The following is an excerpt I submitted for inclusion in Ben Stoeger’s upcoming second edition of Practical Pistol. Check out the new book when it comes out!
When Ben asked me for a brief contribution to the second edition of Practical Pistol, I thought for a time about what I could possibly add in terms of shooting knowledge-base that was not already excellently covered in other parts of the book. Eventually I decided to go a different route, and add some comments about the mindset it takes to really improve – from the perspective of someone who once had to make serious changes in that area in order to progress. In an amateur sport such as USPSA, because there are so few true professionals, all but a tiny handful of people in the entire world can see major gains if they are able to change their mindset for the better. We often hear that “the game is 90% mental”. I believe that to be true. So how can we improve? I will outline what I feel are two key aspects of the mental approach to the game: accountability and priority.
What does being accountable mean? It means that everything matters, all the time. There are no mulligans. You are the sum of everything you do that is related to this sport. You own what you do in practice. You own what you do in club matches. You own what you do in major matches – at every match, on every stage, every time. If you can’t own your mistakes, you can’t really hope to correct them.
How do you apply this concept in practice? Mistakes, especially in practice, are of course, inevitable. When you are pushing skills to new levels, there are going to be lots of instances when you screw up. This is good, since it means you are finding your limits in practice, and then working to push them further. You have to have a goal, and you can’t be “ok” with the delta between your current performance, and where you want to be. Your accountability here is to be motivated and organized above all else. That delta has to gnaw at the pit of your stomach and be your motivation to continue on.
At club matches, we’ve all seen (and have likely been at one time) the guy that trashes a stage, walks off, and says “well, I was rusty because I haven’t been getting my practice in lately. That isn’t me. That doesn’t really count. I’ll get ‘em next time. I’ll be ready by the time the state championship rolls around.” That is not being accountable. I have bad news: in that moment, that is you. You just did that. We all make mistakes, but the best shooters do a better job of acknowledging a mistake, owning it, and committing to do whatever it takes to correct it regardless of where, when, or how it occurred. It matters not whether it occurred on the first stage of the day, at the first club match of the year, or at the national championship. You are accountable for how you prepare and perform, always.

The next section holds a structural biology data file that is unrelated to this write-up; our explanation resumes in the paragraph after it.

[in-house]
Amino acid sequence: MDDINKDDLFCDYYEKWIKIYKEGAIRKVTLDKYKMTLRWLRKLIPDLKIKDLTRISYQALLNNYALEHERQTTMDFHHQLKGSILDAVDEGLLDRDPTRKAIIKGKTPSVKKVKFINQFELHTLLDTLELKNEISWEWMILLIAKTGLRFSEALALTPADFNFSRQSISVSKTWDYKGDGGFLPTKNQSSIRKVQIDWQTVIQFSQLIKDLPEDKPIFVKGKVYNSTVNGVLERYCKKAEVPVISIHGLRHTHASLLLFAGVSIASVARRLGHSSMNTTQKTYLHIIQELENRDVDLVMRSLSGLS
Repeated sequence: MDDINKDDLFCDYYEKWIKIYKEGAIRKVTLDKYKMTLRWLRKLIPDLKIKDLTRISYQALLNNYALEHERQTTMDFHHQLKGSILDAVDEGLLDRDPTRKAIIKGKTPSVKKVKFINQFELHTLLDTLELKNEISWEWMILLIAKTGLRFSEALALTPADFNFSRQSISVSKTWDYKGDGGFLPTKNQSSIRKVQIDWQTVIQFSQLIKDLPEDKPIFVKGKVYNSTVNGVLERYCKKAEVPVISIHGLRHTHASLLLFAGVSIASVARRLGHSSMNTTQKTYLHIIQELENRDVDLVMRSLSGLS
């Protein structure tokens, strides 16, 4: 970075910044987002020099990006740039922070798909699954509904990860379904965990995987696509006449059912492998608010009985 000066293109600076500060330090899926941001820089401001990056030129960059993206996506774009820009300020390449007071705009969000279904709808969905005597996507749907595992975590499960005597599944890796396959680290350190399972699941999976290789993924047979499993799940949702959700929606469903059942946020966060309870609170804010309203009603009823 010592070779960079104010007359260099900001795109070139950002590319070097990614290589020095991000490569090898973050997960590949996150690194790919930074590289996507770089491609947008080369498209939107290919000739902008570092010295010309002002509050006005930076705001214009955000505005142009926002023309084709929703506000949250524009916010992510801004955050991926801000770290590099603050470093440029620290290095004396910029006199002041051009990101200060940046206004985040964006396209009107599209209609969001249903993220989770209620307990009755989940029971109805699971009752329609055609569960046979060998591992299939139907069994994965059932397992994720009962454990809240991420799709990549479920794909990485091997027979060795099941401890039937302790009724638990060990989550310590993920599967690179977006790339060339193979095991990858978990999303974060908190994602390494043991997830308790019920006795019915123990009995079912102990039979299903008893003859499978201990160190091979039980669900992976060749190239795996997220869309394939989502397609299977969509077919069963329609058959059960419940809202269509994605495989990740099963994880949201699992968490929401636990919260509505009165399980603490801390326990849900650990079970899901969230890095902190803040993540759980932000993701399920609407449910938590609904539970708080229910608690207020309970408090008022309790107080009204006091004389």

The second aspect of the mental approach I mentioned above is “priority”. I believe there is an axiom that is very useful when describing how priority is important to you in your development as a shooter. It comes from the world of financial investing: If you want to build wealth reliably, the number one rule is to always, without fail, “pay yourself first”. What does that mean in real world application? It means that your nest egg is your highest financial priority. When you receive income, you put a pre-determined percentage into savings immediately, and then you spend or live on what is left. Doing the opposite (spending first, and saving what is left) is a great way to hardly ever save a dime.
The same concept applies to improving as a shooter. Virtually all of us have jobs or family obligations that dominate our time, and that is fine, and virtually unavoidable. But, you will never maximize your potential as a shooter until you can maximize the time priority that you put toward improving. Once you’ve set shooting goals, you also need to allocate time to practice, be it dry fire or live fire. Then, when you make free time in your life, you must “pay yourself first” by investing that time in improvement. When you get home from work, getting your dry fire reps in is your top priority, not something that you might get to after TV is watched or the grass is cut. When the weekend rolls around, live fire is getting done, period. If it overlaps with the game or whatever else, you can catch the highlights later. You must consistently “pay yourself first” with regard to time commitments and regular practice when pressing toward aggressive shooting goals, or you will simply never get there. Using “leftover time” is not an option for someone who wishes to attain GM level in this sport. As with anything else worth doing, you can’t expect to get more out of the sport than you are willing to put in.
So remember to suck it up, buttercup… and I will see you on the range!